I love it when the bloggers participating in Passports with Purpose (PwP), the annual travelblogger’s fundraiser, make the cause personal. I love it when they tie their experiences, either out in the world or at home, to what we’re doing and why we’re doing it. I’m of the “All politics are personal” school of thought and it’s hard to imagine something a lot more personal to a bunch of writers than the effect reading has had on them.
I’ve pulled from just a few of the nearly 100 posts about this year’s PwP fundraiser — if you’re curious about WHY we do this and why we like this year’s cause — Room to Read — than these posts are a good place to learn more.
I have 30 books in one arm and my two-year-old daughter, who is wearing her princess frog pajamas, in the other.
This is our morning routine. We get up. We read. She’ll “read” to herself and then she’ll have Annie or myself read to her. She must read 40 books a day.
In Zambia 46% of women will never learn to read or write. — Kelsey Timmerman
“All they wanted to do was read,” Angela told me on that Fijian island. “I wished I could have given them a library’s worth of books.”
A light went off in my head; this is exactly what I was about to help do with PWP, except we’re giving Zambian children two libraries worth of books. — Celeste Brash
Sometimes I get exasperated by the stacks of books that tumble across the kitchen counter or the floor of their room, but my typical response is not to put them away but to simply stack them more neatly because I know that immersion in reading is what fuels Teddy’s passion for undersea life and Tommy’s love of baseball.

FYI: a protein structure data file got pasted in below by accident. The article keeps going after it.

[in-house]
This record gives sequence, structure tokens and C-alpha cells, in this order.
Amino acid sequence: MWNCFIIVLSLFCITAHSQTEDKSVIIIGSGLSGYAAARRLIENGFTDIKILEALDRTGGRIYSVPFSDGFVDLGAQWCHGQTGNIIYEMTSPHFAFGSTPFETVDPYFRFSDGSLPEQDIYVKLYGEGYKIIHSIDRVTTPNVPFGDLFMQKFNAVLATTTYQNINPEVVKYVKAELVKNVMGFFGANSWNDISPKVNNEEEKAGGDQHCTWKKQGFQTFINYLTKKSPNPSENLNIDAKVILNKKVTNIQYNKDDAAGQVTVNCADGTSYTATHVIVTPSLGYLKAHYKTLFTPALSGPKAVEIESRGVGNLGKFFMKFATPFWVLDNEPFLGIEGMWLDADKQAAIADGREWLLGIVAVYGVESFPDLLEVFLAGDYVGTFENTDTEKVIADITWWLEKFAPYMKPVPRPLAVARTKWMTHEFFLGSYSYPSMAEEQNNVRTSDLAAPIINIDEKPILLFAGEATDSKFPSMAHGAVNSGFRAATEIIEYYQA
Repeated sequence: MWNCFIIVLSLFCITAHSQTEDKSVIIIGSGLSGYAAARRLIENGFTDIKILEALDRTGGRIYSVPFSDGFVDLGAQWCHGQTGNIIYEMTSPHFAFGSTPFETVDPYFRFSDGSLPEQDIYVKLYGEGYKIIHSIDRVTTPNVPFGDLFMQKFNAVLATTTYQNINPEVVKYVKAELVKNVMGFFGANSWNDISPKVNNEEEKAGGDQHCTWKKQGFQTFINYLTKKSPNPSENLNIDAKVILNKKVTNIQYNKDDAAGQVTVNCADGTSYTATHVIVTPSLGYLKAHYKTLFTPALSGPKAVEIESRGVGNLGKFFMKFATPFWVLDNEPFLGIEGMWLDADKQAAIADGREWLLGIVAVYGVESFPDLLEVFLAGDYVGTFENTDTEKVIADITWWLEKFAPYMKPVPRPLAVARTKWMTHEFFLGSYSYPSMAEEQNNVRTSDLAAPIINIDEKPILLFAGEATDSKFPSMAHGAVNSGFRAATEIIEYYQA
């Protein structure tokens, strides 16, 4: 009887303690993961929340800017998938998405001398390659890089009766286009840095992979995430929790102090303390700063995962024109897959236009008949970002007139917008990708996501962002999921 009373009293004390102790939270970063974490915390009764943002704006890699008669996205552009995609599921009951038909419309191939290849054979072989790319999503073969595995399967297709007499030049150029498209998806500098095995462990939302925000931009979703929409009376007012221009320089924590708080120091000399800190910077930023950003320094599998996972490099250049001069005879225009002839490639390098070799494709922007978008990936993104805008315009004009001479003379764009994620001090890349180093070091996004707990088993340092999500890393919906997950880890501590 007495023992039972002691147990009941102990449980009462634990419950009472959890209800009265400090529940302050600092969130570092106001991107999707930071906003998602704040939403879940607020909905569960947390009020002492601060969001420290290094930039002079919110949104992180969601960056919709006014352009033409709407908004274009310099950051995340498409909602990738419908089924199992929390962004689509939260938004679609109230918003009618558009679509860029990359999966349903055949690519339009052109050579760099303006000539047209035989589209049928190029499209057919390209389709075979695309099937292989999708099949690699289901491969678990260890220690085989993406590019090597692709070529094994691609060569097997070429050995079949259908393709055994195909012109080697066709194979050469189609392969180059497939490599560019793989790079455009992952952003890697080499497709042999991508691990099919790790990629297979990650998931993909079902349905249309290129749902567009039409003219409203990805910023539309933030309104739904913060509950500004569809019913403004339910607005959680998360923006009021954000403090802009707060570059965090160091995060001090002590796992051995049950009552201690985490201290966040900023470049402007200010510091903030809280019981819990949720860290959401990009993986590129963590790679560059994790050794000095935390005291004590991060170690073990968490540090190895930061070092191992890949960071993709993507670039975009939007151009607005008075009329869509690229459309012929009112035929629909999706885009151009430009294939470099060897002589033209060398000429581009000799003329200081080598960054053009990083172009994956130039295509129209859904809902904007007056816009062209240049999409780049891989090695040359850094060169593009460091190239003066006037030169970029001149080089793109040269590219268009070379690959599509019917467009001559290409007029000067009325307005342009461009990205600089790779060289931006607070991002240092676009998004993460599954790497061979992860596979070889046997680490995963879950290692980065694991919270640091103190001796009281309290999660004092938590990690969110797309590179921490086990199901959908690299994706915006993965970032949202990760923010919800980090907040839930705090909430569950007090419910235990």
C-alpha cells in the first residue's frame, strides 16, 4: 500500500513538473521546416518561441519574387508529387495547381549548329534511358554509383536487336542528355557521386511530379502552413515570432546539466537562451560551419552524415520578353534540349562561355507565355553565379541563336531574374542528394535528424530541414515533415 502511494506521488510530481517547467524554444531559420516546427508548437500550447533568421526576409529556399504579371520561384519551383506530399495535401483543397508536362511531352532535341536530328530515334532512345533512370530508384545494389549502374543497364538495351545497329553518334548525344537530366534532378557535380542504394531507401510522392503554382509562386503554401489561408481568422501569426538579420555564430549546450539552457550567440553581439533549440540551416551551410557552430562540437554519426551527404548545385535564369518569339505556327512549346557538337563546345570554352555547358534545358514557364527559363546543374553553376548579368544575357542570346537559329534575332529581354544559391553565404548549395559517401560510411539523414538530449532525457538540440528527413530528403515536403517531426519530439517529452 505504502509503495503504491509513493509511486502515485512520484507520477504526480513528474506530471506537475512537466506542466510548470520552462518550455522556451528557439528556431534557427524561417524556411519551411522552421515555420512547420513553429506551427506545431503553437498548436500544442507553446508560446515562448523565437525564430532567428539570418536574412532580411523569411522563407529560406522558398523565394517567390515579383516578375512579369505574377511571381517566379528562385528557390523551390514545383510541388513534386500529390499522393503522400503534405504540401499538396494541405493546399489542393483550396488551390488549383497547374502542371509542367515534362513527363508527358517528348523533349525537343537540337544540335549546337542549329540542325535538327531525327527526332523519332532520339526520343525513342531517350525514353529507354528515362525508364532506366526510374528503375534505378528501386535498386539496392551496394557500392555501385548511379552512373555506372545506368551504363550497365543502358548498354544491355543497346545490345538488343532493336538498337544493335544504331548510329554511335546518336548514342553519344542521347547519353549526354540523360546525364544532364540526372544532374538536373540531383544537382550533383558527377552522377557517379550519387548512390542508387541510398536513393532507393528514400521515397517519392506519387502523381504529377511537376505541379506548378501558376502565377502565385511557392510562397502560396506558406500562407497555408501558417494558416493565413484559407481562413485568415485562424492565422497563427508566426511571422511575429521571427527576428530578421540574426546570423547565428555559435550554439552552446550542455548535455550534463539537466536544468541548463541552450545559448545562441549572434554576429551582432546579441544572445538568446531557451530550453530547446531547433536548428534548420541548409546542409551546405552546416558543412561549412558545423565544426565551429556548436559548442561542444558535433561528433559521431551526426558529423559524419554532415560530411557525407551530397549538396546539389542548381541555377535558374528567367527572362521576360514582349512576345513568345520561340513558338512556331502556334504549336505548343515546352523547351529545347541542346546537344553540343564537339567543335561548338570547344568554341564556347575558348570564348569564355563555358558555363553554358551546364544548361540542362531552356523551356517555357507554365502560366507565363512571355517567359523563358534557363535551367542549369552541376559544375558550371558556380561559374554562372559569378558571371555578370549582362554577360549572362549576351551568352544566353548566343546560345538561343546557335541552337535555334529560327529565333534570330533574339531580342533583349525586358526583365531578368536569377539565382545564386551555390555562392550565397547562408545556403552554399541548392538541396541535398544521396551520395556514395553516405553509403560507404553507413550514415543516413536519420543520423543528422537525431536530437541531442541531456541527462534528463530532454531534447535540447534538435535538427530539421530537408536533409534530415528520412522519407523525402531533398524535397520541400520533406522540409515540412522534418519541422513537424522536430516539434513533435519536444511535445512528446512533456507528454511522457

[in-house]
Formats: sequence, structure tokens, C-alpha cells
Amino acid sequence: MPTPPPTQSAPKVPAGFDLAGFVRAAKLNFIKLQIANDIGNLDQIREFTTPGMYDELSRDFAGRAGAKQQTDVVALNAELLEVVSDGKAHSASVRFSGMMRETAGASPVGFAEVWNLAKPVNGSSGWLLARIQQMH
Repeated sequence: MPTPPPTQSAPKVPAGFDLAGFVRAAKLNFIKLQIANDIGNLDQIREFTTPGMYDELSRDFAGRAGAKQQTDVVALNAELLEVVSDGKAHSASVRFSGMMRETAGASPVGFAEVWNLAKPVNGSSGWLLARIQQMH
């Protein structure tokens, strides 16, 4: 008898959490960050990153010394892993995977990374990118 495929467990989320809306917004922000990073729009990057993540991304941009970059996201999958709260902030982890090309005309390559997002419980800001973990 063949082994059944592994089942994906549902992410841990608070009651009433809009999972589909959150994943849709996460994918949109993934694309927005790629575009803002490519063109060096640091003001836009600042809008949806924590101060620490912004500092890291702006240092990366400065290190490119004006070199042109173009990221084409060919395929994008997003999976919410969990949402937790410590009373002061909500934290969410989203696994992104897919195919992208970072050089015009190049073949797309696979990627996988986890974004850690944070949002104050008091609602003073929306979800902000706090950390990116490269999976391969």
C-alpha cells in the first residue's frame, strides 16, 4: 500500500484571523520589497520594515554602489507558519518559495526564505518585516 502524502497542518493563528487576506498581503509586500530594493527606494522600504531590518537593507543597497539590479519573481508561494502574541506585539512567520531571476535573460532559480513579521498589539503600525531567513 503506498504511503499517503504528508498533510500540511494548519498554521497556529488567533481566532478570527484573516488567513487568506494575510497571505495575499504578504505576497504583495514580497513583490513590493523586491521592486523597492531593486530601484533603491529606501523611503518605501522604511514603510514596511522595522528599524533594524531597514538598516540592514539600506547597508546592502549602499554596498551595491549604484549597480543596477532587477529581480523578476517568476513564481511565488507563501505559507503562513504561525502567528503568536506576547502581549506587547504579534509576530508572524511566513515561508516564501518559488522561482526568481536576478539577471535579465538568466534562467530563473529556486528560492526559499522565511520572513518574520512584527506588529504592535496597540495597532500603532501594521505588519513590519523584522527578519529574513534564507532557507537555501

Sure food and water and healthcare are all essential for kids. But I would argue that feeding their brains is equally important. — Mara Gorman
I couldn’t imagine my life without books. I learned to read very early and since I was a child books have been faithful companions. They made me dream, they made me think, they made me cry and they made me laugh.
Books fed my imagination, they gave me the taste for discovering and they boosted my love for traveling.–Simon Falvo
When I try to imagine a world without books, it’s just too hard. My whole world revolves around the written word, it always has. When I was a child, I ran home from school to read books. —Holly Rosen Fink
If you need more reasons to give to this year’s Passports with Purpose (beyond, of course, the freaking fabulous prizes), then take a minute or two to consider what your ability to read means to you. Then, go
here and help us reach our goal, to fund two libraries in Zambia.